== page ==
Often, MD occur concurrently with symptoms of anxiety and/or full blown anxiety disorders with such comorbidity increasing the suicide risk which in PWE is already higher than in the general population. A review of 11 studies found the overall suicidal rate in PWE to be five times higher than in the general population and 25 times expected in patients with complex partial seizures of temporal lobe origin (Harris & Barraclough, 1997). Jones et al. found that the lifetime average suicidal rate was 12% in PWE compared to 1.1–1.2% in the general population.
Finally, depressive episodes can occur during the peri-ictal period only, that is, preceding and/or following the occurrence of epileptic seizures. Postictal symptoms of depression are relatively common. For example in a study of 100 consecutive patients with refractory epilepsy, 43% reported a median of five symptoms following more than 50% of their seizures and having a median duration of 24 h (Kanner et al., 2004). These symptoms are not prevented by antidepressant medication.
The Impact of MD on the Life of PWE
Five studies of patients with pharmacoresistant epilepsy consistently demonstrated depression to be the most powerful predictor for each domain of health-related quality of life, even after controlling for seizure frequency, severity, and other psychosocial variables. In addition, people whose depression was untreated used significantly more health resources of all types, independently of seizure type, and time since the last seizure. Furthermore, people with mild to moderate depression had two-fold and people with severe depression, four-fold higher frequency of medical visits than nondepressed people. Also, the presence and severity of depression was found to be a predictor of worse disability scores, independently of duration of the seizure disorder (Cramer et al., 2004).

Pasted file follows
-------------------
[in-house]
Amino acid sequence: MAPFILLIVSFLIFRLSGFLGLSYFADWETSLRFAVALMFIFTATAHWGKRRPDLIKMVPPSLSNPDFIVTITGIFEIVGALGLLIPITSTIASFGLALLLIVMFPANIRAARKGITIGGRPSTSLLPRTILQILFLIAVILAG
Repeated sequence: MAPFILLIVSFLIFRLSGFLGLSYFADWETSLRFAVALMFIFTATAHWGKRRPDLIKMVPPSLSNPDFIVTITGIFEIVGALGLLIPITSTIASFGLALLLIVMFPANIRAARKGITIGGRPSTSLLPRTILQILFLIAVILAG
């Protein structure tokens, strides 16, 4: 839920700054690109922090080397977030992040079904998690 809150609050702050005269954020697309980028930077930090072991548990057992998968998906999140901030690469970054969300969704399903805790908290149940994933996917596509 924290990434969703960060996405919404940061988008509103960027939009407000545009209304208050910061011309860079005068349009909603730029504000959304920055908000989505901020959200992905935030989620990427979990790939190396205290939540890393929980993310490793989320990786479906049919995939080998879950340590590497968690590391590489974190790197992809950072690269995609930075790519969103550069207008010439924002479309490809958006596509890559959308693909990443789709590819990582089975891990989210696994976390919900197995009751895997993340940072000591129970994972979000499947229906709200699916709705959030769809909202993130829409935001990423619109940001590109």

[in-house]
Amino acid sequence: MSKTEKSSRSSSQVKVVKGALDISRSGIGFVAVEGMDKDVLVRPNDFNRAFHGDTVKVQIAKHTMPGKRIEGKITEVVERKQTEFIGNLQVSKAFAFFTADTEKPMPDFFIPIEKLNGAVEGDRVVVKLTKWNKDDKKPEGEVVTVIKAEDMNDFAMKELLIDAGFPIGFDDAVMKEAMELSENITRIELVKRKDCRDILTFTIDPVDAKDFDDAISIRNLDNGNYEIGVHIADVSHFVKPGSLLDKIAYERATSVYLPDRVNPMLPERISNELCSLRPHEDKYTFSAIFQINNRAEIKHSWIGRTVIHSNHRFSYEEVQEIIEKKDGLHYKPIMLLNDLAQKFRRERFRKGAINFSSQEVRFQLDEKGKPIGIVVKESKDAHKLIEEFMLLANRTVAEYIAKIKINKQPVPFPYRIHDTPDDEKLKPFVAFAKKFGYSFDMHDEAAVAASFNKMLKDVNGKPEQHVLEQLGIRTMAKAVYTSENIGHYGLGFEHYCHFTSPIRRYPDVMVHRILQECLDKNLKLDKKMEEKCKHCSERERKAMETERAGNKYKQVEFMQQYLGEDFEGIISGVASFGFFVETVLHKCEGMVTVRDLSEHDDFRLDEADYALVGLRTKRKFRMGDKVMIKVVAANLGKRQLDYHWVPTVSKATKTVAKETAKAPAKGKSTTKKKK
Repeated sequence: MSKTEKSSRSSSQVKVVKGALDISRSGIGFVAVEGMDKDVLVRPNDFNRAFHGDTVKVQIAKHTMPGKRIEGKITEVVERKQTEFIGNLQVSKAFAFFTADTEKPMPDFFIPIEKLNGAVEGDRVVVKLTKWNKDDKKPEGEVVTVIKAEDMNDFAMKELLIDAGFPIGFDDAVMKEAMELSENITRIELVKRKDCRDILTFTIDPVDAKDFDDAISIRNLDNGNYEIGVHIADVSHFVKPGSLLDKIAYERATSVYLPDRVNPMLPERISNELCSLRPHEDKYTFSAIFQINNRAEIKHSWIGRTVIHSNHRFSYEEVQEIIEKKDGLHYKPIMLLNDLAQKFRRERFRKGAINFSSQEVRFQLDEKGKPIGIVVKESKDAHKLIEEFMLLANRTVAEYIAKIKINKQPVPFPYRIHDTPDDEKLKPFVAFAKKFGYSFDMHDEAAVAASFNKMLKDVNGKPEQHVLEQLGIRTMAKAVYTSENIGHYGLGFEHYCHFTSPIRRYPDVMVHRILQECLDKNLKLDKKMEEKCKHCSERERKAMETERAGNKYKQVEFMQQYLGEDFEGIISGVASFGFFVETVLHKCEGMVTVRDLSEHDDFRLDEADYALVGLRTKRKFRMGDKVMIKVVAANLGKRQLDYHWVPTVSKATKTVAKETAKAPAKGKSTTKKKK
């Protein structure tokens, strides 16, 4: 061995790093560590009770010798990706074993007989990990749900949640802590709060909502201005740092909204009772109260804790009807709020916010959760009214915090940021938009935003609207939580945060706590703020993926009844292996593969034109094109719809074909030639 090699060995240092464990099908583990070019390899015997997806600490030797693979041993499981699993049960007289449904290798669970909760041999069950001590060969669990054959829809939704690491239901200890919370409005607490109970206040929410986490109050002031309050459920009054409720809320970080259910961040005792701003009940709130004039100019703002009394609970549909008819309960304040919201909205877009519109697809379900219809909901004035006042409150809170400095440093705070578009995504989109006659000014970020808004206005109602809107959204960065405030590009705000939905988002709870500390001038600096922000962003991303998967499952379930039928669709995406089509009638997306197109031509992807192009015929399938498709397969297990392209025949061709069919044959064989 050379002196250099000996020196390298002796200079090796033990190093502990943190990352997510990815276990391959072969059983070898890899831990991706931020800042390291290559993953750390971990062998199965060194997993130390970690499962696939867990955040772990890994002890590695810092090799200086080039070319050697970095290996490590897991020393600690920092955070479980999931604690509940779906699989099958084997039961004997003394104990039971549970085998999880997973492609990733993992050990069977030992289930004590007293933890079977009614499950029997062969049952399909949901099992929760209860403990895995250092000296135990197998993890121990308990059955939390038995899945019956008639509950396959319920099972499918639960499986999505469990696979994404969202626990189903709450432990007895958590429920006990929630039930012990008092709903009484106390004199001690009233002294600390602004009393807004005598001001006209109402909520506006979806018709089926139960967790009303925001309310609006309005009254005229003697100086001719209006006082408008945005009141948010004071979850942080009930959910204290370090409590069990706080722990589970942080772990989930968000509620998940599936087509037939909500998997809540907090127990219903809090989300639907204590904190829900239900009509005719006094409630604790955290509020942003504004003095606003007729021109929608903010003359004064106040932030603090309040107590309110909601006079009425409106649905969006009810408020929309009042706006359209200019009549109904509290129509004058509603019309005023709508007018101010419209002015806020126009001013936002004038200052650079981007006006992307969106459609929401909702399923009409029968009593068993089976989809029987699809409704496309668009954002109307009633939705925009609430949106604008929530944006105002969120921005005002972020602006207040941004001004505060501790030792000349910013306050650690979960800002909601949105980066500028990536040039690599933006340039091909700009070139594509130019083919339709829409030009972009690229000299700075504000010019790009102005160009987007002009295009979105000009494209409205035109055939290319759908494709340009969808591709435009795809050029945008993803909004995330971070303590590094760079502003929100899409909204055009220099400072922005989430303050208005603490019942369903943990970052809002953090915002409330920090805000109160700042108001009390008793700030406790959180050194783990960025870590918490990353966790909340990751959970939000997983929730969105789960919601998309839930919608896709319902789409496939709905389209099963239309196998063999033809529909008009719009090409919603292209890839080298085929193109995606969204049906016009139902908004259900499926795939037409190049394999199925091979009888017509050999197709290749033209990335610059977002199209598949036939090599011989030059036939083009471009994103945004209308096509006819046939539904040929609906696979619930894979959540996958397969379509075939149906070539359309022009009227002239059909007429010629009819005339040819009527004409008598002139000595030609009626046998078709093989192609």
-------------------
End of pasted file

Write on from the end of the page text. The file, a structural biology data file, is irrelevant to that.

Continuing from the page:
The Bidirectional Relation Between MD and Epilepsy
Hippocrates observed that people with depression were likely to develop epilepsy and vice-versa. Three population-based case-controlled studies confirmed these observations (Hesdorffer et al., 2000) and noted that people with depression had three to seven times higher risk of developing epilepsy and one study found that a prior history of suicidality was associated with a five-fold greater risk of developing epilepsy. The existence of such relationship does not imply causality but rather suggests common pathogenic mechanisms.
Common pathogenic mechanisms in MD and epilepsy include abnormalities of common neurotransmitter systems, including serotonin (5HT), norepinephrine (NE), dopamine (DA), glutamate and gamma-amino-butyric acid (GABA). Deficits in 5HT transmission in human depression are thought to be partially related to a paucity of serotonergic innervation in terminal areas suggested by low 5HT levels in brain, plasma, and platelets and a deficit in serotonin transporter binding sites in postmortem human brain (Nestler et al., 2002). A deficit in the density or affinity of postsynaptic 5HT1A receptors has been identified in the hippocampus and amygdala of untreated depressed patients who committed suicide. In addition, impaired serotonergic transmission has been associated to defects in the dorsal raphe nuclei of suicide victims with major depressive disorders consisting of an excessive density of serotonergic somatodendritic impulse suppressing 5HT1A autoreceptors. Furthermore, 5HT, NE, and DA in MD are the transmitter systems targeted by psychotropic drugs in the management of MD (Charney et al., 1998).